August 6, 2017
Greg and Renate Crawford
When I told Coach Ara about the opportunity to become president of Miami University last year, he responded: “I guess there’s only one place I’d let you go.” He had often told me about Miami in the years we worked together in the fight against Niemann-Pick disease Type-C (NPC). It’s where he met Katie, Class of 1950 – we call such marriages a Miami Merger. He played football at Miami, he earned a bachelor’s and a master’s in education, he became head football coach, he served on the board of trustees. More than that, he was a living example of Miami’s deepest virtues and values extolled in our alma mater, our motto, and our legendary greeting.
Our alma mater at Miami says our alumni are “sturdy hearted, pure of soul.” That’s Coach.
Our motto is Prodesse Quam Conspici, a Latin phrase that means “to achieve without becoming conspicuous.” That’s Coach.
Our deepest values are expressed in the phrase “Love and Honor.” That’s Coach.
Coach was sturdy in his determination to defeat NPC, unwavering even after his grandchildren succumbed to the disease, with the pure motive to help NPC children and families. When he was autographing a football, Coach would often sign “Best wish” – not wishes plural, but just one – because it’s the best one. I know that his best wish was a cure for NPC.
Coach achieved without being conspicuous, never calling attention to himself. Like every other boy growing up in Ohio in the 1970s, I dreamed of playing for Ara Parseghian. He was larger than life. When I wound up on his team fighting NPC, I marveled at his humility and magnanimity. You would never guess that this was the legendary coach with two national championships. He was a man who devoted his attention as well as his achievements to the service of others. When he was being honored by the March of Dimes soon after his grandchildren received their NPC diagnosis, he said, “My greatest achievement, I like to think, is maybe ahead of me.”
Coach demonstrated his Love and Honor with intense loyalty to his family – he was Katie’s husband; Mike and Karan and Kristan’s dad; a grandfather and a great-grandfather. He was loyal to his players, his alma mater, his friends, and the families suffering with NPC who needed his support. His famous lesson about unity and loyalty, reflecting Love and Honor, is my favorite quote: “You know what it takes to win. Just look at my fist. When I make a fist, it’s strong and you can’t tear it apart. As long as there’s unity, there’s strength.”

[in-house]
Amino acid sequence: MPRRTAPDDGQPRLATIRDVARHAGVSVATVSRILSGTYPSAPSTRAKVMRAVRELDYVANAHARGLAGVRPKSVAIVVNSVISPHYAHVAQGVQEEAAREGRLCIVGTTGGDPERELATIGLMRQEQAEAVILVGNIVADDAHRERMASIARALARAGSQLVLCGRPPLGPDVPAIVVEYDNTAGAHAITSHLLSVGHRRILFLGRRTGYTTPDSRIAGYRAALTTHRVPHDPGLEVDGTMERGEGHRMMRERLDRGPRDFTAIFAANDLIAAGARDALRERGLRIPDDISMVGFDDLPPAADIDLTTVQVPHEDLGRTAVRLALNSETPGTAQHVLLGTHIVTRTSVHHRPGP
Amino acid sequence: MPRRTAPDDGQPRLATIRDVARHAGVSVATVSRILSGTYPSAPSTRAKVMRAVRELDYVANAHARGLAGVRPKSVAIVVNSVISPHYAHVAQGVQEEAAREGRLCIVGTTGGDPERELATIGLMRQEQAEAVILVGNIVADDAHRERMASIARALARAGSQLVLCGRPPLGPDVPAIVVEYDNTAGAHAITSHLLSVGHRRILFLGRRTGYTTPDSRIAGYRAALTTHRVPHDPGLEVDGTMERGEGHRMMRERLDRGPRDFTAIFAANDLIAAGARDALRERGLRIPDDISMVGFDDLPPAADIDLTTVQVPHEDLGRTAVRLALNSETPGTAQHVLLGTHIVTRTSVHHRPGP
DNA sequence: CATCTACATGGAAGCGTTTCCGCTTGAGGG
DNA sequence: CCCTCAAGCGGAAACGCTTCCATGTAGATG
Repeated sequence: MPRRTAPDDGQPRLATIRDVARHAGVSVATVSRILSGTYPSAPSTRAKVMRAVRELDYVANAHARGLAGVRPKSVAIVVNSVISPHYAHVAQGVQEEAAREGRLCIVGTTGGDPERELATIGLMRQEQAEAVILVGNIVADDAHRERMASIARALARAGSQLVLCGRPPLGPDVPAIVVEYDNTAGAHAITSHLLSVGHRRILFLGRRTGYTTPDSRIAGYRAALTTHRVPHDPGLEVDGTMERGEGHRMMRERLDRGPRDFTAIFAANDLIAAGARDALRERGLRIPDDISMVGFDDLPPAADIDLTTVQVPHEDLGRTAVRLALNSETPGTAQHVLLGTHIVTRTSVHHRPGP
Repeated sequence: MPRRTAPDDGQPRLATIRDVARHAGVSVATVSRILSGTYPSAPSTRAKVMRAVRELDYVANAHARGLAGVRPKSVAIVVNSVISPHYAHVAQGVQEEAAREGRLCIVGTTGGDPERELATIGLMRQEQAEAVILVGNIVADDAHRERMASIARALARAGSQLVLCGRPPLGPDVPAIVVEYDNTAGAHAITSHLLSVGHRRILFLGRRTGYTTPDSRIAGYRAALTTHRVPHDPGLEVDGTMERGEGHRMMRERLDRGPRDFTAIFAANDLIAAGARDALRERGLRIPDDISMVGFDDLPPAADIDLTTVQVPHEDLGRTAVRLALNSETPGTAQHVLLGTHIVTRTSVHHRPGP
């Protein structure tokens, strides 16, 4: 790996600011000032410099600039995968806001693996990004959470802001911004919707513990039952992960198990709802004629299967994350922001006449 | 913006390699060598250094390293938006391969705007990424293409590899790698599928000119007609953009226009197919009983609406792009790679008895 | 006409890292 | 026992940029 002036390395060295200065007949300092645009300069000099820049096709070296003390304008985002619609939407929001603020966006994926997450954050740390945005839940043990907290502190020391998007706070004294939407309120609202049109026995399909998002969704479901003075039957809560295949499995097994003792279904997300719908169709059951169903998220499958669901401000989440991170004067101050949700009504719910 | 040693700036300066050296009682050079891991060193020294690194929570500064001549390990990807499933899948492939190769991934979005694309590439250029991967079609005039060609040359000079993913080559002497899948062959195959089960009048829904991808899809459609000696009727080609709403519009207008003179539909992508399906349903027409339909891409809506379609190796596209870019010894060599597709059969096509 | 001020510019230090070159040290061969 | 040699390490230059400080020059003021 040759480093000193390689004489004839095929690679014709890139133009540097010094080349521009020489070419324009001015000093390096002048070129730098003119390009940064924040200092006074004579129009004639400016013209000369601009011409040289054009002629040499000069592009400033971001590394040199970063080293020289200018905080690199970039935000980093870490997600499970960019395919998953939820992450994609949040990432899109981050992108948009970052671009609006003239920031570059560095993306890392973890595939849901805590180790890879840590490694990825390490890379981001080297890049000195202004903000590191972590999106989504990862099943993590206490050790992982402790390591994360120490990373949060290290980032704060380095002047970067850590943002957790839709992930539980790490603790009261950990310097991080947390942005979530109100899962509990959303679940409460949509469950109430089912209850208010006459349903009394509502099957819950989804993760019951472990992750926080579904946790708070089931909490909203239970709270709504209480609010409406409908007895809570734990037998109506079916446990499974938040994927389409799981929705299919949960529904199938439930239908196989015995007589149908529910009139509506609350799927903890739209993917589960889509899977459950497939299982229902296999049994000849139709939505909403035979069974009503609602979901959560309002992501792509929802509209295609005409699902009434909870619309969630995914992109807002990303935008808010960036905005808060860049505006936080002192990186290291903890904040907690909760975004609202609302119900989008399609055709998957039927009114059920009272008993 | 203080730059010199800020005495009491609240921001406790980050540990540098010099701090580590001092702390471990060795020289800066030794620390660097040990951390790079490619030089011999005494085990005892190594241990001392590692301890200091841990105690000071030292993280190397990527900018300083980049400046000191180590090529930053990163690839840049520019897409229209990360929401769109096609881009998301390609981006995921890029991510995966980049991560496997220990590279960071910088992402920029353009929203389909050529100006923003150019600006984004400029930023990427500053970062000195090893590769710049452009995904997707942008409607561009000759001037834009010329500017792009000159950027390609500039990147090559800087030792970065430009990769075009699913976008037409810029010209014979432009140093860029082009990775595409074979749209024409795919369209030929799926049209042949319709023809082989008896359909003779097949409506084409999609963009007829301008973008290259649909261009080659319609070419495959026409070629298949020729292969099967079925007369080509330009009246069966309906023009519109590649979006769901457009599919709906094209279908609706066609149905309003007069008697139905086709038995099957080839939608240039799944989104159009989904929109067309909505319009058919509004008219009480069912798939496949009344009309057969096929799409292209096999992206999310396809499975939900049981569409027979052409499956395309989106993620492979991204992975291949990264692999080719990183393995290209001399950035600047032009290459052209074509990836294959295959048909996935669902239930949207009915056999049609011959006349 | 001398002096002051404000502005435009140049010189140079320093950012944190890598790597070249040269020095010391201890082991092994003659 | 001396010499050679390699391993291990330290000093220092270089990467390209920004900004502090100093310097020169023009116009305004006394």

Love and Honor were shown to him. I will never forget that day last October when he and Katie landed in the little old Oxford airport on RedHawk One. Sixty years after Coach left, he was still a legend at Miami, and the student-athletes – not just football players – all lined up along the taxiway to welcome him with Love and Honor.
When I was here at Notre Dame, I visited Coach’s statue near the stadium countless times for inspiration when I was facing a difficult challenge – I found comfort passing by that famous statue. Fortunately for me, we have a statue of Ara in our Cradle of Coaches at Miami – kneeling down, that fist is open in what looks like a peace sign, catching a moment when he was calling a play from the sidelines.
One of my first acts at Miami University was to award the President’s Medal. As I read through the high standards – someone who truly exemplified Love and Honor – there was no doubt who would receive my first one. There is no greater model than Coach Ara of living Miami’s values for our students, our faculty, our staff, and our alumni. Or for me.
On our daily runs, Greg and I often run the bleachers at Yager Stadium, passing the Cradle of Coaches where Ara’s statue proudly stands. We are glad he will forever be watching over our Miami family.
Being at Miami, we have seen the campus culture of Love and Honor that helps explain Coach’s remarkable life, his virtuous character, and his extraordinary service. All of us can look to his example for a model and inspiration of how to express Love and Honor in our family, our career, and our life to make a positive impact on others.
Coach is Greg’s favorite; always was and always will be. He is mine, too. Even if I had trouble following his football analogies, one thing is clear – what he has done for all of those mothers whose children suffer from NPC. He gave them courage, he gave them hope, he gave them optimism. He gave researchers the confidence to persevere. You are our hero, Coach, and the hero of all those NPC families and children. Watch over us from above, and call that last play that gets your NPC team over the goal line to the championship of a cure – a play call that will surely be a sign of healing and peace. We are your grateful legacy.
On behalf of a grateful Miami University, on behalf of our athletic director David Sayler, head football coach Chuck Martin, board chair Mark Ridenour, and the entire Miami family, I say thank you, Coach. We will miss you dearly. You will forever be our coach. You will forever be my coach.